Dueling piano bars again tickling ivories in South Florida

Posted at 6:41 AM, Jun 04, 2022

On a recent Thursday at Mickey’s Downtown Bistro, two men in business suits decided to put the “duel” in “dueling pianos.” They sipped wine and slapped $50 bills on the baby grand in a fierce bidding war to hear the better classic: “Edge of Seventeen” or “Landslide.”

Within a half-hour, $500 materialized in front of pianists Alissa Musto and Leon Novembre at the dim, stage-lit Lauderdale-by-the-Sea spot, their faces bathed in bouncing circles of greens and blues. Novembre turned to Musto, eyebrows raised, and quipped into the microphone, “Hey, why not play both?”

“People get a couple of drinks in them, you’d be amazed how picky they get with the music,” she says. “It’s all in good fun. This place is set up for crowd interaction.”

After a decade without them, dueling piano bars are once again tickling the ivories in South Florida. Mickey’s Downtown Bistro — with dueling-piano shows from Thursdays through Sundays — is the first such bar in the tricounty area in nearly a decade, filling a void left by bygone haunts such as Howl at the Moon at Fort Lauderdale’s Beach Place and 88′s Dueling Pianos at Seminole Hard Rock Hollywood. Mickey’s debuted April 28, with a grand-opening party scheduled for Fourth of July weekend.

Not far behind, dueling-piano chain Howl at the Moon is set to stage a Fort Lauderdale comeback in summer 2023. It will open downtown at 600 SE Second Court within a to-be-constructed, 5,000-square-foot venue behind Big City Tavern on Las Olas Boulevard, says Bradd O’Brien, president of Howl at the Moon.

At Mickey’s, the Mediterranean-accented Italian steakhouse is the brainchild of chef-owner Mickey Josephs and his brother, Moti, two Israeli restaurateurs who ran a similar dueling-piano eatery in Hamden, Conn., until the pandemic killed that 15-year-old business.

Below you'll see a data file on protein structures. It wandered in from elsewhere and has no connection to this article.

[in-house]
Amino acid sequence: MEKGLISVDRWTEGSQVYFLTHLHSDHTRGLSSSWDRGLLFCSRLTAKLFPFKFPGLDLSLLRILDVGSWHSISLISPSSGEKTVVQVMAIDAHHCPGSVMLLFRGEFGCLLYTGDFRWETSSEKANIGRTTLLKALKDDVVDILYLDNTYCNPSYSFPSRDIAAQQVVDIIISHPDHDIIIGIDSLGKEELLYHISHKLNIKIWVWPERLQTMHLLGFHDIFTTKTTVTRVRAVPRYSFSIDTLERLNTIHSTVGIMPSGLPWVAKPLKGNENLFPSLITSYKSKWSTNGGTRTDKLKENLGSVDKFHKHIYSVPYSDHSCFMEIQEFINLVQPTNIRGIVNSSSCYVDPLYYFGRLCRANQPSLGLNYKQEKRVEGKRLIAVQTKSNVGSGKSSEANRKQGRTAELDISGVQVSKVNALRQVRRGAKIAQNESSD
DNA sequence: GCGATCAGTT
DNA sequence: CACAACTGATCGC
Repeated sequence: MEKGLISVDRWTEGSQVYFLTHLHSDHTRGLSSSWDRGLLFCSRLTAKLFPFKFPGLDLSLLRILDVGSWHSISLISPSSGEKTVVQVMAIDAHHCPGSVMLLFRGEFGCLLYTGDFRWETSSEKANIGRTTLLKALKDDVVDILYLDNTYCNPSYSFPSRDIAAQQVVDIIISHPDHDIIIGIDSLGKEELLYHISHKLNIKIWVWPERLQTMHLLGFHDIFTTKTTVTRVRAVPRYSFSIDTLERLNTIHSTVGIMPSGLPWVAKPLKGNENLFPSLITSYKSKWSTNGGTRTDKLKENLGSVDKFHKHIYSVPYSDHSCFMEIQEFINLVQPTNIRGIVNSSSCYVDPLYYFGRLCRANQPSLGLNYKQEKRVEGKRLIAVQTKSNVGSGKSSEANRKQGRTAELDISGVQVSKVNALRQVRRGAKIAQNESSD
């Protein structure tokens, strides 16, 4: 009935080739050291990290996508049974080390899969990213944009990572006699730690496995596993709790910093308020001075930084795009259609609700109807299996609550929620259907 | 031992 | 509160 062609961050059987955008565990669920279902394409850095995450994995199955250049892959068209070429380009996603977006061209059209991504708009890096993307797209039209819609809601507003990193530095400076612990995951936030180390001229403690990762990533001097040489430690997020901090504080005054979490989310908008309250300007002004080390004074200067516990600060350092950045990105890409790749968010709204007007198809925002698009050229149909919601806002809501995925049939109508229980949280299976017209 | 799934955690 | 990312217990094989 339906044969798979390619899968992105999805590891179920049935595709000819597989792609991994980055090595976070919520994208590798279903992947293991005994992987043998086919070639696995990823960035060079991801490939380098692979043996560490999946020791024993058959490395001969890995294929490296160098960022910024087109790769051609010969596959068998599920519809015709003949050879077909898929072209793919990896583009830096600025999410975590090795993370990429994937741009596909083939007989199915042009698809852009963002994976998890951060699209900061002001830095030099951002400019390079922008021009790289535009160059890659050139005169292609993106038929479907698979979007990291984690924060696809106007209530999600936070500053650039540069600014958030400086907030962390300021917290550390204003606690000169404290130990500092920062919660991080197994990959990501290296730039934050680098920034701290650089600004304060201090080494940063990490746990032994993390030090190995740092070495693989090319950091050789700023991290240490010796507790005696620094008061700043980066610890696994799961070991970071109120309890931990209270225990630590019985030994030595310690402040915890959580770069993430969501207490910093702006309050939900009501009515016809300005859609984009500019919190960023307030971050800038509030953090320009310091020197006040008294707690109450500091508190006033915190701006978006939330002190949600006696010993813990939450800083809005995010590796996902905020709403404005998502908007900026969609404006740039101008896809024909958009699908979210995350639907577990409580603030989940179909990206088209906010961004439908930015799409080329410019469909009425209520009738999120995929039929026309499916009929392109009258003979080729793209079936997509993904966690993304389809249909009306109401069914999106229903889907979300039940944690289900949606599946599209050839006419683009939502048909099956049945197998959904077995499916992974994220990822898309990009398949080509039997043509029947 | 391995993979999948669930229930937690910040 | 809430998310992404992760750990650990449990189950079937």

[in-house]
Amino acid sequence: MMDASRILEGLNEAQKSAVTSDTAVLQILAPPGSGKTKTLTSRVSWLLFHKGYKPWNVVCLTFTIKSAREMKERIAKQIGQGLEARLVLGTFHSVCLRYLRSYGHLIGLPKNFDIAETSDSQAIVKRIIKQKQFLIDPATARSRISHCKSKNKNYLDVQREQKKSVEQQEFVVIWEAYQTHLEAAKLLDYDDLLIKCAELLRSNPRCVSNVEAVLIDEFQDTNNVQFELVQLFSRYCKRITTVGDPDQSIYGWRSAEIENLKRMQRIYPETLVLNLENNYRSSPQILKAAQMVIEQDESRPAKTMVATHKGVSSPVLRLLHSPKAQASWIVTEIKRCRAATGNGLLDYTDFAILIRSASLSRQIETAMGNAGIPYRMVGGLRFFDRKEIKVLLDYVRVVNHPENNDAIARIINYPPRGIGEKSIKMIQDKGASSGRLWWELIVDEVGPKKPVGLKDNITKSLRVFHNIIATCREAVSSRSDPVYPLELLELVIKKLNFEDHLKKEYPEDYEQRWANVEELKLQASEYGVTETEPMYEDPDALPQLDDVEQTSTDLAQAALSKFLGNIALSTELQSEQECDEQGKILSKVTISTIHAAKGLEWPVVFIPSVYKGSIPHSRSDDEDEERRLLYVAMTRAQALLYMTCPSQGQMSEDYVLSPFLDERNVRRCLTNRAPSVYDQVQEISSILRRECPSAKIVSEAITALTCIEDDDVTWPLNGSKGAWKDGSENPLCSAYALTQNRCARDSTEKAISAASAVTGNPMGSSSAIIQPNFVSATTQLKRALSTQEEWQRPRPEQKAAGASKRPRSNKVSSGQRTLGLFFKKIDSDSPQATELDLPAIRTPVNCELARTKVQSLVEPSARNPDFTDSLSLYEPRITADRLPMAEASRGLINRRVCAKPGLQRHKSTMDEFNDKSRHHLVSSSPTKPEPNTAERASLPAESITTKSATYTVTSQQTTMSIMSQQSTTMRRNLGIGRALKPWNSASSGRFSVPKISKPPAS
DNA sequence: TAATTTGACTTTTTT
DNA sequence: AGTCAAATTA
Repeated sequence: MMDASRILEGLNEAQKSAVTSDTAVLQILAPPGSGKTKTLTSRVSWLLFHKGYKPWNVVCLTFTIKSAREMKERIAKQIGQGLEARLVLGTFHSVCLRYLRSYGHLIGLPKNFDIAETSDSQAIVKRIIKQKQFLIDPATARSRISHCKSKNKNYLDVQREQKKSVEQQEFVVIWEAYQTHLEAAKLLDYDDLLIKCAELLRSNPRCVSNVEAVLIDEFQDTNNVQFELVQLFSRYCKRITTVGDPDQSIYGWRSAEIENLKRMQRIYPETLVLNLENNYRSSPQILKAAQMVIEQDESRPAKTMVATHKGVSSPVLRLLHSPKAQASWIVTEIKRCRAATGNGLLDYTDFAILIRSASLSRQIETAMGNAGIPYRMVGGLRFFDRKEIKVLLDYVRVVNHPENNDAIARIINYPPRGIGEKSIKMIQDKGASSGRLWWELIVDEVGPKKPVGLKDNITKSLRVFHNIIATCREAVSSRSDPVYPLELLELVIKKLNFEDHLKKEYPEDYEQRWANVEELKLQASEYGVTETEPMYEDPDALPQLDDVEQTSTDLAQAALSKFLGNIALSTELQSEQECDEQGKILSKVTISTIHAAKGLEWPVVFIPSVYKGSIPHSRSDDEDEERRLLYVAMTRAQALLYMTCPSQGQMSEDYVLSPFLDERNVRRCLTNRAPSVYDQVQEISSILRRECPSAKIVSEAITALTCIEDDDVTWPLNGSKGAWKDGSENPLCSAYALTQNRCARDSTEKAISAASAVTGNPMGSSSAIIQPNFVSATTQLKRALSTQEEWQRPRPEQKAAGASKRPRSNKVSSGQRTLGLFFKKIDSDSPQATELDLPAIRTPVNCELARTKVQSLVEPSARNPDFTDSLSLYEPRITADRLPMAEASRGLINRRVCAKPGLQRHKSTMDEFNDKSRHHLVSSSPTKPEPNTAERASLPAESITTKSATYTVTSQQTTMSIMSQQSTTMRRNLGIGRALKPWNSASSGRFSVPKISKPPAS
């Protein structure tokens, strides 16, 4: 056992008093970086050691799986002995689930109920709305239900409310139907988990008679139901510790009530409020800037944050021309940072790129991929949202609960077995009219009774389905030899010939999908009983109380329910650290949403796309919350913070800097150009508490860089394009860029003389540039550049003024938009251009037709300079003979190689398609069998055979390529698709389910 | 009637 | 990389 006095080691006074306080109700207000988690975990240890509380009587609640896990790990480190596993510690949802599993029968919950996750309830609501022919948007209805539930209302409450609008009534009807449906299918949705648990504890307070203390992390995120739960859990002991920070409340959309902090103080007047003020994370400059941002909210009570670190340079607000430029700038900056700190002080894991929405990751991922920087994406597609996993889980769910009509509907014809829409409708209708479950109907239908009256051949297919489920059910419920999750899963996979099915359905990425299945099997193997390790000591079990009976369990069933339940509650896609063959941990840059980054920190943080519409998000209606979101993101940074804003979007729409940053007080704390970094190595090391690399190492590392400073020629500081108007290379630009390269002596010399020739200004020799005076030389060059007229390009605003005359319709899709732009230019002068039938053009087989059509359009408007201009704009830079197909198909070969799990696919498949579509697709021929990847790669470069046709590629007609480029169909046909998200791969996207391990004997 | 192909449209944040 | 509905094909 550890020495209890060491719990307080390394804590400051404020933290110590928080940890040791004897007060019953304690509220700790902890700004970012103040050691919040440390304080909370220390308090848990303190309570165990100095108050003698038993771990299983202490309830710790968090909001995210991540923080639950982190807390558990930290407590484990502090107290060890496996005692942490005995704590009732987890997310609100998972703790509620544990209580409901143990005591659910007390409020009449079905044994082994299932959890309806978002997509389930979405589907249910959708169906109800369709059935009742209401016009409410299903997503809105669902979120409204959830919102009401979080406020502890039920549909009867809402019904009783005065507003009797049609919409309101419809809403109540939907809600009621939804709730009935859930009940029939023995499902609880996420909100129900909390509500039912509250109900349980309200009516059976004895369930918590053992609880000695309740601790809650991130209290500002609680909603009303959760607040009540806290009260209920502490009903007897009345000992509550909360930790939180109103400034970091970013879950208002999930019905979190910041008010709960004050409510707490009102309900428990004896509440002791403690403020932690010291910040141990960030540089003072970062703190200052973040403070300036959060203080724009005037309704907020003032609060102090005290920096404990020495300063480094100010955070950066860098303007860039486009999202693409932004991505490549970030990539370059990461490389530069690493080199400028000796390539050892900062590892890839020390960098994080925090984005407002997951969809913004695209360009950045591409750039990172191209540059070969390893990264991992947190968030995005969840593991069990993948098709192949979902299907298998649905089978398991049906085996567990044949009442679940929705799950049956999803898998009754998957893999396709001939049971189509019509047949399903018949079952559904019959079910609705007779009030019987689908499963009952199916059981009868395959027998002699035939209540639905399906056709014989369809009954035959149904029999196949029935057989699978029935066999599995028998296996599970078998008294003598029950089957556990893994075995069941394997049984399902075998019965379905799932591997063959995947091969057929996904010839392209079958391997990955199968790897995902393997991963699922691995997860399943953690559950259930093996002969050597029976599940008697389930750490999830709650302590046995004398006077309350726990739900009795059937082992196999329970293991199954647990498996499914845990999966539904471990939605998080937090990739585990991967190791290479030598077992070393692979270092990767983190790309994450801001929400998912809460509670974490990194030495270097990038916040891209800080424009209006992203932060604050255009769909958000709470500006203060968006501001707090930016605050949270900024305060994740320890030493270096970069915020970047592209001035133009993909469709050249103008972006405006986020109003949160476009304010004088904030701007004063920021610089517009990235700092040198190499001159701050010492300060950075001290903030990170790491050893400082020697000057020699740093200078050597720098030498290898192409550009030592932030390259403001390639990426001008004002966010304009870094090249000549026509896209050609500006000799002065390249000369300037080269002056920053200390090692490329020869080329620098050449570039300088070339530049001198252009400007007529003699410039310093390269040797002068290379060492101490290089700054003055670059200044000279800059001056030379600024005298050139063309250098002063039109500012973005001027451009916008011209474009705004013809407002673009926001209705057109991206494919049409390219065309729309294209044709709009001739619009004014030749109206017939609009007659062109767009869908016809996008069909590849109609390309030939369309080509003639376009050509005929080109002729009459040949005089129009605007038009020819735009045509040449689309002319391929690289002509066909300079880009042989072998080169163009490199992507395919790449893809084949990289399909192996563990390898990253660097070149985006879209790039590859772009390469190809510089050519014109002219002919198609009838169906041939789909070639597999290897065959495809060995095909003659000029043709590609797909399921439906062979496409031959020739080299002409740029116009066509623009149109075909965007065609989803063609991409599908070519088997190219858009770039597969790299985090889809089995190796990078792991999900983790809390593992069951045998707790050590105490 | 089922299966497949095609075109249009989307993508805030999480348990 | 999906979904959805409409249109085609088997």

“It got to be too expensive there, what with the 25% occupancy and shutdowns,” explains Mickey Josephs, who scouted storefronts from St. Augustine to Sarasota before landing in Lauderdale-by-the-Sea. “But life went on in Florida, it was open. I realized we were in the wrong state.”

The Pompano Beach resident and chef, who went to culinary school in Connecticut but learned Mediterranean cooking from his mother, says he wanted his cuisine to represent a better class of dueling-piano bar. He also dropped about $200,000 for state-of-the-art sound equipment, including stage lighting and wall insulation.

Because dueling piano shows get loud, soundproofing the bar from the rest of the neighborhood —including residential neighbors in the apartments above Mickey’s — was key.

“There’s 6 inches of insulation above the ceilings,” he says of the room’s acoustics. “They haven’t complained to us yet.”

The electricity of a dueling-piano show, of course, is fueled by tips and alcohol. Customers jot down first and second song choices on paper slips and leave them on the piano. If someone tips $5 for Elton John but a Neil Diamond fan slips $10 to the pianist, then “Piano Man” is out and “Sweet Caroline” is in. (That is, until it’s overridden by a $20 plea for Three Dog Night barnstormer “Joy to the World.”)

Dueling-piano shows have evolved in recent years, says Brad Alexander, founder of the Flying Ivories, a New York-based network of dueling pianists. (Mickey’s exclusively uses Flying Ivories musicians.) Shows have softened the bawdy sex jokes, onstage comedy bits and misogynistic humor that used to dominate the genre, he says — a sign of growing sensitivity after the #MeToo era.

“Some of that bawdy humor doesn’t fly with today’s audiences,” says Alexander, who began playing dueling-piano shows in New York in 2001. “But depending on the night, maybe you’ll get dirty lyric parodies of Disney songs. Our musicians not only have to memorize thousands of songs but know how to work an audience.”

When Howl at the Moon debuts next year in Fort Lauderdale, the format will be different from that of Mickey’s, O’Brien says. Howl at the Moon will take fewer song requests, he says, relying more on a preprogrammed setlist backed by a full band: two pianists, a drummer, a bassist and two guitarists.

“Our concept now is based around all music from all decades, from rap to hip-hop to metal to the classics,” O’Brien says. “There’s no bits, no joking vulgar humor list we did in the past. Las Olas needs quality nightlife energy and we’re the ones to bring it.”